# Broken symmetries realized nonlinearly

I'm trying to understand some concepts of spontaneous symmetry breaking, I'll write first the statement that I can't understand and later my questions.

STATEMENT

Consider a group $G$ and a subgroup $H \subset G$. In particular: If $V_a$ are the generators of $H$ and $A_a$ are the remaining generators of G, then we can choose a representation of the group to take the form:

$g(ξ, u) = e^{iξ·A} e^{iu·V}$

where $\xi^a$ are the Goldstone bosons, $e^{iu·V} ∈ H$ and $e^{iξ·A} ∈ G/H$.

For a general $g ∈ G$, we have from closure of G that

$g\, e^{iξ·A} = e^{iξ′·A} e^{iu′·V},$

where $ξ′ = ξ′(ξ, g)$ and $u′ = u'(ξ, g)$ are analytic functions due the Lie group structure.

In this manner, as required, the Goldstone fields linearly realize the symmetries of the preserved subgroup H and nonlinearly realize the remaining broken symmetries.

QUESTIONS

1.- How can I see that $e^{iξ·A} ∈ G/H$?

2.- What is the definition of linearly and nonlinearly realizing symmetries?

3.- How can I see from above that if $g∈ H$ then the relation between $\xi$ and $\xi'$ is linear and otherwise it's nonlinear?

I'm new with group theory so I hope you can explain this extensively but still as formal as possible.

1. The factors $e^{i\xi\cdot A}$ and $e^{iu\cdot V}$ are chosen this way so there is a unique label $(u,\xi)$ for each group element $g=e^{i\xi\cdot A}e^{iu\cdot V}$. To see that $\xi$ is a label for $G/H$, it's enough to check that $g$ and $gh$ are associated with the same value $\xi$ when $h\in H$. This is easy to see: set $h=e^{iu_h\cdot V}$, so that $gh=e^{i\xi\cdot A}e^{iu\cdot V}e^{iu_h\cdot V}=e^{i\xi\cdot A}e^{iu'\cdot V}$. Hence, $gh\mapsto (u',\xi)$.
Some remarks: (i) note that $G/H$ should be generally viewed as a topological quotient space (and not a quotient group), because $H$ is not always a normal subgroup. A simple example is the case $G=SO(3)$, $H=SO(2)\subset SO(3)$. The quotient space $SO(3)/SO(2)$ is homeomorphic to the 2-sphere, and spherical polar angular coordinates can be obtained naturally this way, but the 2-sphere is certainly not a group. (ii) there is some arbitrariness in the choice of representative $\xi(g)$. However, once a representative $\xi$ is chosen for $g$, it also represents $gh$ for all $h\in H$.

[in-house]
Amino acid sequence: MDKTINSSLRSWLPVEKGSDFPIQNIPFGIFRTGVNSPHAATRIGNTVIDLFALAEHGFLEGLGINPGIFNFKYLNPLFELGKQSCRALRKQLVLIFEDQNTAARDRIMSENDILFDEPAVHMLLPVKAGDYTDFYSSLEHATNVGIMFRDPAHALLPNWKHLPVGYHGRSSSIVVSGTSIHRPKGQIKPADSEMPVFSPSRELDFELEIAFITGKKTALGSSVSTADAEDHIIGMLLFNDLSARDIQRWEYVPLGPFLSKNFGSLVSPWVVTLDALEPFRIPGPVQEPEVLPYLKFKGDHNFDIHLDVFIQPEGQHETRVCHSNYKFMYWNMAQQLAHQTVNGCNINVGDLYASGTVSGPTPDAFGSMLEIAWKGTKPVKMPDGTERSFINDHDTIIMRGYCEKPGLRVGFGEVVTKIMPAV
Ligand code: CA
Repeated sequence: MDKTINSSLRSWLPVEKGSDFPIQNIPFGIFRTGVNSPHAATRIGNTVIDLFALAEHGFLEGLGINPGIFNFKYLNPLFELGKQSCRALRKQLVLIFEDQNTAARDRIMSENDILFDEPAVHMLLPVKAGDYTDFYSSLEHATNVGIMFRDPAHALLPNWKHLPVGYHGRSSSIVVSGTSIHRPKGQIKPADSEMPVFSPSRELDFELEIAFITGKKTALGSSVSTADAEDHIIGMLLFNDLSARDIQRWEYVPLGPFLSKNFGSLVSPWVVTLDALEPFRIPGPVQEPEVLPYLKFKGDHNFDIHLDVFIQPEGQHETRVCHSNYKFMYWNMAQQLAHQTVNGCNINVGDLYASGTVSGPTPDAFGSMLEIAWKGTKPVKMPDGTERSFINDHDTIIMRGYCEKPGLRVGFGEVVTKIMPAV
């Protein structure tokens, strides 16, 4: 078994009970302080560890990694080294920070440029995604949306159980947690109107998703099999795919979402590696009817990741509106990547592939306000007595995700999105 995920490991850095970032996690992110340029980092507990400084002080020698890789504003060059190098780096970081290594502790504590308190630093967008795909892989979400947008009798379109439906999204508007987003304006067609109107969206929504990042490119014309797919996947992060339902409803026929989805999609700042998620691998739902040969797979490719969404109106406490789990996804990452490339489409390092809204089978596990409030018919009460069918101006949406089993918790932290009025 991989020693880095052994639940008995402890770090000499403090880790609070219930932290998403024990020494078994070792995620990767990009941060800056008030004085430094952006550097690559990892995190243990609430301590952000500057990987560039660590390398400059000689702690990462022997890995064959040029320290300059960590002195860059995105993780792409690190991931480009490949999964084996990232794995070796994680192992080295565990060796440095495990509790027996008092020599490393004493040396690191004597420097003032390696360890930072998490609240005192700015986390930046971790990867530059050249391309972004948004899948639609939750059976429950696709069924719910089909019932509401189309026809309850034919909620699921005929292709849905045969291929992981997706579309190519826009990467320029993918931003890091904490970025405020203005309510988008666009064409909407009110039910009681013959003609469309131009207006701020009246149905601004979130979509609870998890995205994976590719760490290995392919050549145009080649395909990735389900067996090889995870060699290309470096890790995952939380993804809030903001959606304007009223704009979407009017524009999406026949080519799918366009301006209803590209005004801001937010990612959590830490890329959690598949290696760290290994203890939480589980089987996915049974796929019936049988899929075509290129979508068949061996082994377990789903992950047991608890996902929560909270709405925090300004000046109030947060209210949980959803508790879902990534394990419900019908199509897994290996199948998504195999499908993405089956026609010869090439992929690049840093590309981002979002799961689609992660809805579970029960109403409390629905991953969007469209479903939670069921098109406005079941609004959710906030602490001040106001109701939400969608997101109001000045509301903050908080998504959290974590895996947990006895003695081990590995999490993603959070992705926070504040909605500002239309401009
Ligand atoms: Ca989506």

1. To see the difference between linearly and nonlinearly realized symmetries, it helps to think of symmetries as homomorphisms of the symmetry group into the space of functions of fields, with multiplication' mapping to composition. For example, let $\vec\phi\in\mathcal{F}$ be a label for fields, and $G$ a symmetry group. Then in general, $G$ can act on $\vec\phi$ by choosing functions $f_g(\vec\phi):\mathcal{F}\rightarrow\mathcal{F}$ in such a way that $f_g(f_{g'}(\phi))=f_{gg'}(\phi)$. A linearly realized symmetry corresponds to the special case where $f_g(\phi)$ is a linear map for every $g\in G$.
2. The relationship between $\xi$ and $\xi'$ when $g\in H$ is not generally linear, it depends on your convention for $\xi(g)$. When $\xi$ is small, however, we can define $\xi$ to be locally flat' coordinates for the tangent space of $G/H$ near some point $\phi_0$ (presumably the VEV of the field theory). In this case, the action of $H$ on $\xi$ is linear as long as $\xi$ is very small. This is easy to see in the example of spherical coordinates: here $\vec\phi_0$ is given by a unit vector $\hat n_0(\theta,\phi)$, and the rotation group $SO(2)$ is the set of rotations about the axis $\hat n_0$. This group acts linearly on the tangent space spanned by the angular tangent vectors $\hat\theta(\hat n_0)$, $\hat\phi(\hat n_0)$. In general, however, the multiplication $(u,\xi)(v,\zeta)=(u',\xi')$ involves solving a nonlinear equation for $u'$ and $\xi'$ in terms of $u$, $v$, $\xi$ and $\zeta$. This multiplication rule is generically nonlinear.
• Thanks for your answer it was really helpful. I'm still confused about something. I've read that the important thing of this is that the symmetries of $H$ are realized linearly and the broken ones nonlinearly. If The relationship between ξ and ξ′ when g∈H is not generally linear, how is this statement true? – marRrR Nov 29 '15 at 16:07
• The truth of the statement depends on what space $G$ and $H\subset G$ act on. If you consider the action of $G$ on the tangent space of $G/H$ near some point $p\in G/H$, then $H$ will act linearly, while a generic $g\in G$ will change $p$ itself. Hence, you can think of the nonlinearity as coming from a sort of parallel transport. – TotallyRhombus Nov 29 '15 at 17:06
• So if I consider $g \, e^{iξ⋅A}=e^{iξ'⋅A}\,e^{iu'⋅V}$ as in my question then if $g∈H$ then $ξ'=ξ'(ξ,g)$ and $u'=u′(g)$ where the relation for $ξ'$ is linear? If this is true, how can I see that? – marRrR Nov 29 '15 at 17:28
• In general $\xi'(\xi,g)$ is not linear in $\xi$, as can be seen from the Baker-Campbell-Hausdorff formula, unless there are special constraints on $[V,A]$. However, the power series expansion for $\xi'(\xi,g)$ starts at first order in $\xi$, so the transformation is approximately linear when $\xi$ is small (and is exactly linear on the tangent space). – TotallyRhombus Nov 29 '15 at 18:09